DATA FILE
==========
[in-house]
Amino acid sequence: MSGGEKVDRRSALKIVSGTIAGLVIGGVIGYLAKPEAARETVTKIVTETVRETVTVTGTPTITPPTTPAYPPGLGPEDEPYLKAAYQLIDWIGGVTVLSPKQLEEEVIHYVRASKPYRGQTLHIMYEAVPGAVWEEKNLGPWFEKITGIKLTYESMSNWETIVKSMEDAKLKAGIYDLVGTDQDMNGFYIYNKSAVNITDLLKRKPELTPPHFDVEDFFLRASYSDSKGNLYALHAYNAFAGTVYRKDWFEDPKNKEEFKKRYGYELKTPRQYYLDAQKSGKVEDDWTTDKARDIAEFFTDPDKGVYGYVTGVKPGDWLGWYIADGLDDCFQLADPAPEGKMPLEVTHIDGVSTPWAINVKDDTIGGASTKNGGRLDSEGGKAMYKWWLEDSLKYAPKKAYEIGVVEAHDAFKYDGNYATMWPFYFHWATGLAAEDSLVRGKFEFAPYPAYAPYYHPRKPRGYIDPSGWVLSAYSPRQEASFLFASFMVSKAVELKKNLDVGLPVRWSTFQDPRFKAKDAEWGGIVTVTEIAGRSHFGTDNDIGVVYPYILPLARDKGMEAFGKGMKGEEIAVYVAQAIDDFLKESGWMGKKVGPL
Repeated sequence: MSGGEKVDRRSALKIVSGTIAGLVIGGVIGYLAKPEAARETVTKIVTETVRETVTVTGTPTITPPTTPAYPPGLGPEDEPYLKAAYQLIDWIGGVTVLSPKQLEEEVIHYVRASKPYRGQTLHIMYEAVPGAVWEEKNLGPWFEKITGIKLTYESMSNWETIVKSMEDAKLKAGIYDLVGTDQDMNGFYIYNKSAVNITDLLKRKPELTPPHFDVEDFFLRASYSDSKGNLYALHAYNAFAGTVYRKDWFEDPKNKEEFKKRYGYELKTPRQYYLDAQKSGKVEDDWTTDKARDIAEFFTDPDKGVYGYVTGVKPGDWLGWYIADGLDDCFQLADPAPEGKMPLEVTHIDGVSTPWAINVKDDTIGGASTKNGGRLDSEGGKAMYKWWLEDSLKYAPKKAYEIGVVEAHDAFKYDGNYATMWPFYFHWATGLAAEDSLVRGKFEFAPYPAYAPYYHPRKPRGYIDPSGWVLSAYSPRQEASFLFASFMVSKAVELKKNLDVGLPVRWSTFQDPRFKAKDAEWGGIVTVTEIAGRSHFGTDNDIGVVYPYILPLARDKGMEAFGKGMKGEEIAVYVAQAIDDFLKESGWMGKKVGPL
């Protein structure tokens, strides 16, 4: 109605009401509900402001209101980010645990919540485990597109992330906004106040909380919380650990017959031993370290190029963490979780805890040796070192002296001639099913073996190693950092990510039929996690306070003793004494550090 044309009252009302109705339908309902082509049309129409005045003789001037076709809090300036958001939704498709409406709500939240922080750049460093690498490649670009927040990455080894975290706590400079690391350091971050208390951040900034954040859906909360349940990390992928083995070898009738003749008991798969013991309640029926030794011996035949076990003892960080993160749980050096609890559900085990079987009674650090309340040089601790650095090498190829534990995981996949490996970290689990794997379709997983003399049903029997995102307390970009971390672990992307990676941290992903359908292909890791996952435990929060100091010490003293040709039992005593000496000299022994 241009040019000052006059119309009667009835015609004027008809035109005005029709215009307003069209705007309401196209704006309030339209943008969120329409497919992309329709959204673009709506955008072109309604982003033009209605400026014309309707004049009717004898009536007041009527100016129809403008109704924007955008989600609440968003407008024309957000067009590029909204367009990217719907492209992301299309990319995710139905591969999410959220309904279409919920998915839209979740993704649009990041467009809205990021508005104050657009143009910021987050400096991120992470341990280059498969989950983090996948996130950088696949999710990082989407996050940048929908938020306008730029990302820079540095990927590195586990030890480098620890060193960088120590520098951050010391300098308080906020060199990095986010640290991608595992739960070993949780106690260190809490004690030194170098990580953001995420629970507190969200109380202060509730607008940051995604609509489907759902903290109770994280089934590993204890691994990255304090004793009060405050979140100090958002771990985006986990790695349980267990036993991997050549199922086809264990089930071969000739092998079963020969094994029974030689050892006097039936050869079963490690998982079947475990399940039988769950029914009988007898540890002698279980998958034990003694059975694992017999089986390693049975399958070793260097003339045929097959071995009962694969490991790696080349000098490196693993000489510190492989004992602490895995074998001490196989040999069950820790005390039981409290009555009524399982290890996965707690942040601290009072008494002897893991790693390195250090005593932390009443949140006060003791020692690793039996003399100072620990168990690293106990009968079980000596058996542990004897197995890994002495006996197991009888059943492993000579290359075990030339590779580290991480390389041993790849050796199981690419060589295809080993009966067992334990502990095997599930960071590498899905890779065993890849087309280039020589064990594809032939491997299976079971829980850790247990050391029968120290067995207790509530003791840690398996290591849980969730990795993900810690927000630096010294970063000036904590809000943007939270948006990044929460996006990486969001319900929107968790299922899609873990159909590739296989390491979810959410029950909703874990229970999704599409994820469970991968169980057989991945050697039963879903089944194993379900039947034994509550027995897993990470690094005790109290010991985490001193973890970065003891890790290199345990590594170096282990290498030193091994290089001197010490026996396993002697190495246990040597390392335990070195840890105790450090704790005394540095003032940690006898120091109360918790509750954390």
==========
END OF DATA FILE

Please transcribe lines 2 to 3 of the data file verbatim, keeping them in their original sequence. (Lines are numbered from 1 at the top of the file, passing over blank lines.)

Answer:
Amino acid sequence: MSGGEKVDRRSALKIVSGTIAGLVIGGVIGYLAKPEAARETVTKIVTETVRETVTVTGTPTITPPTTPAYPPGLGPEDEPYLKAAYQLIDWIGGVTVLSPKQLEEEVIHYVRASKPYRGQTLHIMYEAVPGAVWEEKNLGPWFEKITGIKLTYESMSNWETIVKSMEDAKLKAGIYDLVGTDQDMNGFYIYNKSAVNITDLLKRKPELTPPHFDVEDFFLRASYSDSKGNLYALHAYNAFAGTVYRKDWFEDPKNKEEFKKRYGYELKTPRQYYLDAQKSGKVEDDWTTDKARDIAEFFTDPDKGVYGYVTGVKPGDWLGWYIADGLDDCFQLADPAPEGKMPLEVTHIDGVSTPWAINVKDDTIGGASTKNGGRLDSEGGKAMYKWWLEDSLKYAPKKAYEIGVVEAHDAFKYDGNYATMWPFYFHWATGLAAEDSLVRGKFEFAPYPAYAPYYHPRKPRGYIDPSGWVLSAYSPRQEASFLFASFMVSKAVELKKNLDVGLPVRWSTFQDPRFKAKDAEWGGIVTVTEIAGRSHFGTDNDIGVVYPYILPLARDKGMEAFGKGMKGEEIAVYVAQAIDDFLKESGWMGKKVGPL
Repeated sequence: MSGGEKVDRRSALKIVSGTIAGLVIGGVIGYLAKPEAARETVTKIVTETVRETVTVTGTPTITPPTTPAYPPGLGPEDEPYLKAAYQLIDWIGGVTVLSPKQLEEEVIHYVRASKPYRGQTLHIMYEAVPGAVWEEKNLGPWFEKITGIKLTYESMSNWETIVKSMEDAKLKAGIYDLVGTDQDMNGFYIYNKSAVNITDLLKRKPELTPPHFDVEDFFLRASYSDSKGNLYALHAYNAFAGTVYRKDWFEDPKNKEEFKKRYGYELKTPRQYYLDAQKSGKVEDDWTTDKARDIAEFFTDPDKGVYGYVTGVKPGDWLGWYIADGLDDCFQLADPAPEGKMPLEVTHIDGVSTPWAINVKDDTIGGASTKNGGRLDSEGGKAMYKWWLEDSLKYAPKKAYEIGVVEAHDAFKYDGNYATMWPFYFHWATGLAAEDSLVRGKFEFAPYPAYAPYYHPRKPRGYIDPSGWVLSAYSPRQEASFLFASFMVSKAVELKKNLDVGLPVRWSTFQDPRFKAKDAEWGGIVTVTEIAGRSHFGTDNDIGVVYPYILPLARDKGMEAFGKGMKGEEIAVYVAQAIDDFLKESGWMGKKVGPL